England in the 1520s is a heartbeat from disaster. If the King dies without a male heir, the country could be destroyed by civil war. Henry VIII wants to annul his marriage of twenty years and marry Anne Boleyn. The Pope and most of Europe oppose him. Into this impass steps Thomas Cromwell: a wholly original man, a charmer, and a bully, both idealist and opportunist, astute in reading people, and implacable in his ambition. But Henry is volatile: one day tender, one day murderous. Cromwell helps him break the opposition, but what will be the price of his triumph?
Thomas Cromwell's patron Cardinal Wolsey is dismissed as Lord Chancellor & forced to flee his palace. The old noble families of England, jealous of their own right to advise the king, have long waited for this moment. Lacking a male heir, the King is desperate to annul his marriage to Katherine of Aragon.
Cardinal Wolsey has been forced out of court to travel north to his archdiocese in York. As Wolsey retreats north, he urges Cromwell to get close to Anne Boleyn. For Thomas Cromwell, this is only a tactical retreat; in time the cardinal will regain the King's favour.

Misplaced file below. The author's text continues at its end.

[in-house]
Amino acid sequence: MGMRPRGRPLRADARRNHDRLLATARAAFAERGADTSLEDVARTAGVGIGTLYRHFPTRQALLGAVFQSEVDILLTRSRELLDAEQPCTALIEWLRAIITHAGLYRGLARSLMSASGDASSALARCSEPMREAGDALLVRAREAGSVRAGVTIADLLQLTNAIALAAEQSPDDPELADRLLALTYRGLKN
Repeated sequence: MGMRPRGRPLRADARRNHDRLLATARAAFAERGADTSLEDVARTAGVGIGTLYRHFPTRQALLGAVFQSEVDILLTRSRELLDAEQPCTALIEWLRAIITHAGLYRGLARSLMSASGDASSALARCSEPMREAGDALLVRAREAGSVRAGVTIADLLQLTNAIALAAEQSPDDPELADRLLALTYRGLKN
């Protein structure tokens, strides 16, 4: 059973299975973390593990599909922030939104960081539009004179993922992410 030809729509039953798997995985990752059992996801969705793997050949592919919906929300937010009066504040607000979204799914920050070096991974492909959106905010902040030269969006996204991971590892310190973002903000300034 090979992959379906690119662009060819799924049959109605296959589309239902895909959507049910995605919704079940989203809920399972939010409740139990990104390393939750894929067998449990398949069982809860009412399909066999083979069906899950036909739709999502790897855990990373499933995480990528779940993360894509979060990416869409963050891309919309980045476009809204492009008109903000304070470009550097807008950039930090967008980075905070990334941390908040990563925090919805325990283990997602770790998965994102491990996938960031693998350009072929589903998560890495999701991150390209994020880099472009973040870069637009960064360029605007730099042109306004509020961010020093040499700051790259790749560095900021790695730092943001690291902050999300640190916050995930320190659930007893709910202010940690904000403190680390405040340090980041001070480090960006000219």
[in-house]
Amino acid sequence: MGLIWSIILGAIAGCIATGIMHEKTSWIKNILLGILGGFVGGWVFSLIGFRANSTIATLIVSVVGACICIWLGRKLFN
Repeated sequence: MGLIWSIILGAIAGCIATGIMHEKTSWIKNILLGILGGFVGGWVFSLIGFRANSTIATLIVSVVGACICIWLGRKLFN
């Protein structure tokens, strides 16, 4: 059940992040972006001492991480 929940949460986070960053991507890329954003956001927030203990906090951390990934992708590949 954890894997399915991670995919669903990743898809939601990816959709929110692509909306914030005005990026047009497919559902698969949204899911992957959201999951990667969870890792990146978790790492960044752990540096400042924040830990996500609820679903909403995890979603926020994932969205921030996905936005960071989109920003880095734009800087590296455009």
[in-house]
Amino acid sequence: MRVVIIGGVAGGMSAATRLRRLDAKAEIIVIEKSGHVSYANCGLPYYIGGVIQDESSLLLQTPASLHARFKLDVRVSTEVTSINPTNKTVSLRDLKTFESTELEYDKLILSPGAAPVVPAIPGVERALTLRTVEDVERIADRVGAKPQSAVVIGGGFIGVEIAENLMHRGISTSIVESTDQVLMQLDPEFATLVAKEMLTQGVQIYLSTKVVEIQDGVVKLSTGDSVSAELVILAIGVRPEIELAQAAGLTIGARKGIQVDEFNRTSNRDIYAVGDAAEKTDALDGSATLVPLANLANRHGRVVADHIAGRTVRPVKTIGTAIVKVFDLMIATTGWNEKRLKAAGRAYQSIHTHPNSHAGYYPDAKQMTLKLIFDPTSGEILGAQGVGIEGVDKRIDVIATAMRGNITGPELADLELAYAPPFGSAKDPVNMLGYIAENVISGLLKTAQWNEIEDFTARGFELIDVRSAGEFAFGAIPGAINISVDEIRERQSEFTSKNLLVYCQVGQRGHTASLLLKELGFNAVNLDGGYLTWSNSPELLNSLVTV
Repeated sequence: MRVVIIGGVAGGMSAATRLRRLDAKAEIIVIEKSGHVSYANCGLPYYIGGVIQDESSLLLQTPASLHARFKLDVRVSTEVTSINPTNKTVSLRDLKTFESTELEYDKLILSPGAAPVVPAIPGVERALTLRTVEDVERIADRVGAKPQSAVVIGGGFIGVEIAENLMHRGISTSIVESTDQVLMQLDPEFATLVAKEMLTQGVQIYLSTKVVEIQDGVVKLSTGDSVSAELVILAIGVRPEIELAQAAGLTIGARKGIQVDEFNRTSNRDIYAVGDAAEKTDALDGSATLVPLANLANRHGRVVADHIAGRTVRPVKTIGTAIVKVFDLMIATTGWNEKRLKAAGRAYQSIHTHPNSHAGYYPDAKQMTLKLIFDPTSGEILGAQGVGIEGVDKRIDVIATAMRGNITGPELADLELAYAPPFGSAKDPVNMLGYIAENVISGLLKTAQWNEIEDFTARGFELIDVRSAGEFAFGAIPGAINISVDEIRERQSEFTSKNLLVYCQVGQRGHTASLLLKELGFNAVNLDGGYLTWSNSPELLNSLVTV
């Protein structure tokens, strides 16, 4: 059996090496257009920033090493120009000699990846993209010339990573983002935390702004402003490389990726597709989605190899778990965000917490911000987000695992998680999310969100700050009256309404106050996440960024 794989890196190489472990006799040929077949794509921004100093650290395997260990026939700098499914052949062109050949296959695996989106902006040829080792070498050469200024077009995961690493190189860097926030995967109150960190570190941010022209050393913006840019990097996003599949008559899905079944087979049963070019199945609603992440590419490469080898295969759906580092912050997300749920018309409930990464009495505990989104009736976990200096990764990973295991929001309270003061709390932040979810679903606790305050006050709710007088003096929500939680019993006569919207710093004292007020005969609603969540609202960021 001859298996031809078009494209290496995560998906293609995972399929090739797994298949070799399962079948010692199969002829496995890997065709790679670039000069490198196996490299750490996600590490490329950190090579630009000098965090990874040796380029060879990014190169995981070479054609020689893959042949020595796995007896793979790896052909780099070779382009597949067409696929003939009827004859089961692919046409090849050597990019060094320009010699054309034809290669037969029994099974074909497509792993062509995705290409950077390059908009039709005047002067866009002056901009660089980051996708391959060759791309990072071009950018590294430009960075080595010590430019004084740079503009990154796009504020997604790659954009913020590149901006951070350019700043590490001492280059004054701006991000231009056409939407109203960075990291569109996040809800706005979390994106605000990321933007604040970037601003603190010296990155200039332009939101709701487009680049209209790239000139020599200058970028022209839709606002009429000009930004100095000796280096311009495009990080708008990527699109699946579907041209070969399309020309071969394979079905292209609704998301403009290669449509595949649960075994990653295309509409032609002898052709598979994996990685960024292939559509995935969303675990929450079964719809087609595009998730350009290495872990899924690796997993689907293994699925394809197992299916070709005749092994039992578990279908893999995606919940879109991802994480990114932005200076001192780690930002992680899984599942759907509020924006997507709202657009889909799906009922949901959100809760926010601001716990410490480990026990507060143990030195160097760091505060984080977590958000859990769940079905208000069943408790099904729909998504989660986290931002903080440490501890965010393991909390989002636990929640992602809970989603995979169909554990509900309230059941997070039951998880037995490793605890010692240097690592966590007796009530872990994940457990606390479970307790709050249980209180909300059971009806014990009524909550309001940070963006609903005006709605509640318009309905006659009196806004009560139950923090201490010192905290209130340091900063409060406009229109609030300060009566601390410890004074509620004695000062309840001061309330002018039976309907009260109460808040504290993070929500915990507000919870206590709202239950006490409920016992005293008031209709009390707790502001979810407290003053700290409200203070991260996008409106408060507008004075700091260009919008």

Although he has no official title, Cromwell is relied on more in the running of the king's affairs. Cromwell manoeuvres a bill through Parliament acknowledging Henry rather than the pope as head of the Church of England.
Anne gives birth to a baby girl, Elizabeth. Henry does little to hide his disappointment. Anne is aware that her power in court rests on producing a male heir and in her paranoia, cracks appear in her relationship with Cromwell.
The Act of Supremacy has declared Henry supreme head of the church in England. But the Holy Roman Emperor and his ambassador, Eustache Chapuys, have refused to recognise either his new title or his marriage to Anne Boleyn.
After uncovering treasonable offences, Cromwell exacts the ultimate revenge.